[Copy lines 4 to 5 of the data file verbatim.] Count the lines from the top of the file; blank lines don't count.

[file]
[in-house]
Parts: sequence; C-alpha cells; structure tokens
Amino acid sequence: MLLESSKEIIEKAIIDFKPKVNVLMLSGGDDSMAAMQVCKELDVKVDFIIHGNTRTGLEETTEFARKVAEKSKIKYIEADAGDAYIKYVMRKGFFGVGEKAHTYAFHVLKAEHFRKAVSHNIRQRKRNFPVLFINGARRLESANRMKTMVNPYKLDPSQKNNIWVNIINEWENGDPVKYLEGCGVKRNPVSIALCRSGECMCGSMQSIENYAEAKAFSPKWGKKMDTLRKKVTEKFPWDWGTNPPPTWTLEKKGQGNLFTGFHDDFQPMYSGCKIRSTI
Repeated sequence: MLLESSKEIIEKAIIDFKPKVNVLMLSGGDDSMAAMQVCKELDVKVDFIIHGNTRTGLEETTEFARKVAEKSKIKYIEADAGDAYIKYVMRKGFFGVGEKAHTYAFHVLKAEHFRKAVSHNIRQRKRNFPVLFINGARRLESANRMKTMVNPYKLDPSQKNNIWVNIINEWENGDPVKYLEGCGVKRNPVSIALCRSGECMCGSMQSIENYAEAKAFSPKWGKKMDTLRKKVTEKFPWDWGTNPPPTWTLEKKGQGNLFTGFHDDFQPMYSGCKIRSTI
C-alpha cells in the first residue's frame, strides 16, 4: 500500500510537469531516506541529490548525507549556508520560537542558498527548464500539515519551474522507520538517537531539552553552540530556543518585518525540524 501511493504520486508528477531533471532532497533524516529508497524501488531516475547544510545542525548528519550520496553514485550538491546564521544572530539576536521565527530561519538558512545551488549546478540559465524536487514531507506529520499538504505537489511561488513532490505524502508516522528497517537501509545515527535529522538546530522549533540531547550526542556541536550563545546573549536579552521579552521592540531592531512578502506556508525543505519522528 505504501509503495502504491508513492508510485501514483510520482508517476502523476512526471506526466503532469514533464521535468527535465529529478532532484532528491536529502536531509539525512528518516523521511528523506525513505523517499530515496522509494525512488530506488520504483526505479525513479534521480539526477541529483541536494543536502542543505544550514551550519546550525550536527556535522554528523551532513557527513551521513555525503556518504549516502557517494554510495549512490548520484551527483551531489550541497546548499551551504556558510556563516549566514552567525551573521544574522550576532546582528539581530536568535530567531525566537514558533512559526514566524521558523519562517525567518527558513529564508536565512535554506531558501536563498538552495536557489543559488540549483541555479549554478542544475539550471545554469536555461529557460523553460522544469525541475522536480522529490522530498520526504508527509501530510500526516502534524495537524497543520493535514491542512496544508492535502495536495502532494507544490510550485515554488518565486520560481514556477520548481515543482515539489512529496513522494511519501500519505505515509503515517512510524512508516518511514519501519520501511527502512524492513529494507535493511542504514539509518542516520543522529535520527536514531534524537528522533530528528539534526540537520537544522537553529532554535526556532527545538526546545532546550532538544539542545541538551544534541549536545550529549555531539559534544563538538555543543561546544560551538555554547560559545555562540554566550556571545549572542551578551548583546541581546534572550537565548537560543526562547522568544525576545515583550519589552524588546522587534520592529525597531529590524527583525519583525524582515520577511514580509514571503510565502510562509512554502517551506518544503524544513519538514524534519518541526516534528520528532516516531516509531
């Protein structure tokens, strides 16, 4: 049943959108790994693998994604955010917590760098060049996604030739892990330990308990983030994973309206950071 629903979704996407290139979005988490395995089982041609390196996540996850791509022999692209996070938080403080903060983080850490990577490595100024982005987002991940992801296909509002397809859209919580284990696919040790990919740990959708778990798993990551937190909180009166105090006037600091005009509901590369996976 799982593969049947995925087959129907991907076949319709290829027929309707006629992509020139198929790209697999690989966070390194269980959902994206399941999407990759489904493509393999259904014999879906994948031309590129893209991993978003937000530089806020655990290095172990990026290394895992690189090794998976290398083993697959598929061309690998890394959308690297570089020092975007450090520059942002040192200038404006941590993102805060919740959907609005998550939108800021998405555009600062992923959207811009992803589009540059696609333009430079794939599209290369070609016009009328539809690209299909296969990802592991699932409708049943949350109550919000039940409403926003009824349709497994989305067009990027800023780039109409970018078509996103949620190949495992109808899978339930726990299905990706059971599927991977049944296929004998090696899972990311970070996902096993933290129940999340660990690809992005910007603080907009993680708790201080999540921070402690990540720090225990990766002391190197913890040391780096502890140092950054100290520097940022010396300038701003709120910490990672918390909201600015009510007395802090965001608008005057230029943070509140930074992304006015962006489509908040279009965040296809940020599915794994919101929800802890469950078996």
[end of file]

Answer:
Repeated sequence: MLLESSKEIIEKAIIDFKPKVNVLMLSGGDDSMAAMQVCKELDVKVDFIIHGNTRTGLEETTEFARKVAEKSKIKYIEADAGDAYIKYVMRKGFFGVGEKAHTYAFHVLKAEHFRKAVSHNIRQRKRNFPVLFINGARRLESANRMKTMVNPYKLDPSQKNNIWVNIINEWENGDPVKYLEGCGVKRNPVSIALCRSGECMCGSMQSIENYAEAKAFSPKWGKKMDTLRKKVTEKFPWDWGTNPPPTWTLEKKGQGNLFTGFHDDFQPMYSGCKIRSTI
C-alpha cells in the first residue's frame, strides 16, 4: 500500500510537469531516506541529490548525507549556508520560537542558498527548464500539515519551474522507520538517537531539552553552540530556543518585518525540524 501511493504520486508528477531533471532532497533524516529508497524501488531516475547544510545542525548528519550520496553514485550538491546564521544572530539576536521565527530561519538558512545551488549546478540559465524536487514531507506529520499538504505537489511561488513532490505524502508516522528497517537501509545515527535529522538546530522549533540531547550526542556541536550563545546573549536579552521579552521592540531592531512578502506556508525543505519522528 505504501509503495502504491508513492508510485501514483510520482508517476502523476512526471506526466503532469514533464521535468527535465529529478532532484532528491536529502536531509539525512528518516523521511528523506525513505523517499530515496522509494525512488530506488520504483526505479525513479534521480539526477541529483541536494543536502542543505544550514551550519546550525550536527556535522554528523551532513557527513551521513555525503556518504549516502557517494554510495549512490548520484551527483551531489550541497546548499551551504556558510556563516549566514552567525551573521544574522550576532546582528539581530536568535530567531525566537514558533512559526514566524521558523519562517525567518527558513529564508536565512535554506531558501536563498538552495536557489543559488540549483541555479549554478542544475539550471545554469536555461529557460523553460522544469525541475522536480522529490522530498520526504508527509501530510500526516502534524495537524497543520493535514491542512496544508492535502495536495502532494507544490510550485515554488518565486520560481514556477520548481515543482515539489512529496513522494511519501500519505505515509503515517512510524512508516518511514519501519520501511527502512524492513529494507535493511542504514539509518542516520543522529535520527536514531534524537528522533530528528539534526540537520537544522537553529532554535526556532527545538526546545532546550532538544539542545541538551544534541549536545550529549555531539559534544563538538555543543561546544560551538555554547560559545555562540554566550556571545549572542551578551548583546541581546534572550537565548537560543526562547522568544525576545515583550519589552524588546522587534520592529525597531529590524527583525519583525524582515520577511514580509514571503510565502510562509512554502517551506518544503524544513519538514524534519518541526516534528520528532516516531516509531